Overgeneralizing is common among people who grew up in dysfunctional families, who experienced emotional abuse or benign neglect but never had anyone to talk to about it. When you don't have anyone to lean on as a kid, you say things like, "No fair, everyone's being mean to me!" and "Why are they all against me?" Kids need help changing perceived mobs into separate individuals with their own feelings and motivations. Kids who don't have help with that often have trouble developing empathy for other people. And your craftier kids start to construct elaborate defense mechanisms and escapist imaginary worlds. They know to immediately counterattack or to mask their insecurities in superiority complexes. Or they power down their emotions and withdraw. My guess is that you have a little of each of these things going on: a little superiority, a little self-protective narcissism, and some blind rebellion. When the shit hits the fan, it's you against the world.

What's interesting to me is that these kinds of kids often grow up to be clever, charismatic adults. All of that practice constructing elaborate defenses, imaginary worlds, and plans of attack gives them a running start. They win friends and influence people easily. But they often don't respect other people, they never learned how to empathize, they're not truly connected to other people, they don't trust other people. They often drink a lot. They're often lonely.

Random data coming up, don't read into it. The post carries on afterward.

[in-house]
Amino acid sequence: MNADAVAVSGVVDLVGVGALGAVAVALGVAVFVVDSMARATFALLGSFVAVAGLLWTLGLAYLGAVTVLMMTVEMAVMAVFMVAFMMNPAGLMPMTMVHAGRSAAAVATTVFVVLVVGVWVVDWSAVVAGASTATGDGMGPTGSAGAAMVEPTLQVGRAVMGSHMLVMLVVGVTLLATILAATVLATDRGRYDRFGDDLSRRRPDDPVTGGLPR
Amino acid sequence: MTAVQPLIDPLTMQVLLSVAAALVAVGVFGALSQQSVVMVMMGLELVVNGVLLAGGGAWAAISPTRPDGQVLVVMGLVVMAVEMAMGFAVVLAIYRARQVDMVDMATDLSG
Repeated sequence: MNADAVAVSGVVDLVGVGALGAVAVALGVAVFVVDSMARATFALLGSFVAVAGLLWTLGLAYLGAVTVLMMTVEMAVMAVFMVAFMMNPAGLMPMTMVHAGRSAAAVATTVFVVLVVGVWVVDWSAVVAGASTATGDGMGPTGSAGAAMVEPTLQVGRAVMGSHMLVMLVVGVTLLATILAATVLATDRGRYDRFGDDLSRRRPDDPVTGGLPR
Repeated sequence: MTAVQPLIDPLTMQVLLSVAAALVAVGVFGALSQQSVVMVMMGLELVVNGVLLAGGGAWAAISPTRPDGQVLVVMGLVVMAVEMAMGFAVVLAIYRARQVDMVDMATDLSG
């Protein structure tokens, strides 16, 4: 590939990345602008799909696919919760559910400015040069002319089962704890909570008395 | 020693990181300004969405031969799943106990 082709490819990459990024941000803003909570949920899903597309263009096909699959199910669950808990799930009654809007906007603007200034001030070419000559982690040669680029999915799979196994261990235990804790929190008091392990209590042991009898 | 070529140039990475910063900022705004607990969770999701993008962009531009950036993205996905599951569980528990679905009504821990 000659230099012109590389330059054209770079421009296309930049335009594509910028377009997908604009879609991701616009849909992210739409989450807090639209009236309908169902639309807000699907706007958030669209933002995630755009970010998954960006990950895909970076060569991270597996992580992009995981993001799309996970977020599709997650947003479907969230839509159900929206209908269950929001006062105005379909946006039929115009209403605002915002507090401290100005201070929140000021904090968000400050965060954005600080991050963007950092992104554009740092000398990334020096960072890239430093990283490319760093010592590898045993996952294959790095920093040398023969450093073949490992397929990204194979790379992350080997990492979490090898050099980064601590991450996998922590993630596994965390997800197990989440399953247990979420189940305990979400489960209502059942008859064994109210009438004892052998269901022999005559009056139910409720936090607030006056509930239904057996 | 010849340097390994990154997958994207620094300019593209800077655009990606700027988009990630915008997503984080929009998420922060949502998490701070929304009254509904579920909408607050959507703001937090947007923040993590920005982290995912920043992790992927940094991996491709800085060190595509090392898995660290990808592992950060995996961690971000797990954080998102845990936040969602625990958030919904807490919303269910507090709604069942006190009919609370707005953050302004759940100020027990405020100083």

They also end up aligning themselves with attractive strangers a little too quickly. "Finally, someone is on my side!" they say. And also: "Finally, someone else can see what annoying assholes my friends are!" So even though you say of your ex, "I allowed him to push all of my friends away," I'm guessing that's not the whole story. He felt like an ally at first, and you savored having someone on your side for once. You fed that beast, you griped about them to him, and then one day you woke up and all your friends were done with you. Not surprisingly, once you spent less time with your friends, you and your boyfriend didn't have a shared target for your anger and frustration, so you turned on each other. I know that sounds harsh, but I've been there and I get it. When you grow up lonely and your sadness curdles into anger, these things happen.